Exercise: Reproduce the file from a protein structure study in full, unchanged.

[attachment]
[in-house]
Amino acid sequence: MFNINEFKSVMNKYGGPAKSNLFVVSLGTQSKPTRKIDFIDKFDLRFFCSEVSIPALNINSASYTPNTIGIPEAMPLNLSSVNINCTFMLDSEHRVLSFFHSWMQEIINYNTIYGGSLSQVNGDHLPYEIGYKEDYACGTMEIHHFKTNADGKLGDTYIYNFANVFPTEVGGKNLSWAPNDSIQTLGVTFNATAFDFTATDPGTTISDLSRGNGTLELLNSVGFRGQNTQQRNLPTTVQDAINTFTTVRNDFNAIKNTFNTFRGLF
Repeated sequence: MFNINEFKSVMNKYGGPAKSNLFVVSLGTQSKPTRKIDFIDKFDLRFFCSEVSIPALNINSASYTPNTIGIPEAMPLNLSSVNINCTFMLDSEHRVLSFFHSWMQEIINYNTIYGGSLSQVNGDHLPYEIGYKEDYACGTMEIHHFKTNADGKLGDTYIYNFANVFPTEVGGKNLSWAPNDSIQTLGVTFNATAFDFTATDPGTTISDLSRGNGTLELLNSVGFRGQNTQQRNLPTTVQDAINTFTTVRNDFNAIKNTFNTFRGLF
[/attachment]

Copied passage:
[in-house]
Amino acid sequence: MFNINEFKSVMNKYGGPAKSNLFVVSLGTQSKPTRKIDFIDKFDLRFFCSEVSIPALNINSASYTPNTIGIPEAMPLNLSSVNINCTFMLDSEHRVLSFFHSWMQEIINYNTIYGGSLSQVNGDHLPYEIGYKEDYACGTMEIHHFKTNADGKLGDTYIYNFANVFPTEVGGKNLSWAPNDSIQTLGVTFNATAFDFTATDPGTTISDLSRGNGTLELLNSVGFRGQNTQQRNLPTTVQDAINTFTTVRNDFNAIKNTFNTFRGLF
Repeated sequence: MFNINEFKSVMNKYGGPAKSNLFVVSLGTQSKPTRKIDFIDKFDLRFFCSEVSIPALNINSASYTPNTIGIPEAMPLNLSSVNINCTFMLDSEHRVLSFFHSWMQEIINYNTIYGGSLSQVNGDHLPYEIGYKEDYACGTMEIHHFKTNADGKLGDTYIYNFANVFPTEVGGKNLSWAPNDSIQTLGVTFNATAFDFTATDPGTTISDLSRGNGTLELLNSVGFRGQNTQQRNLPTTVQDAINTFTTVRNDFNAIKNTFNTFRGLF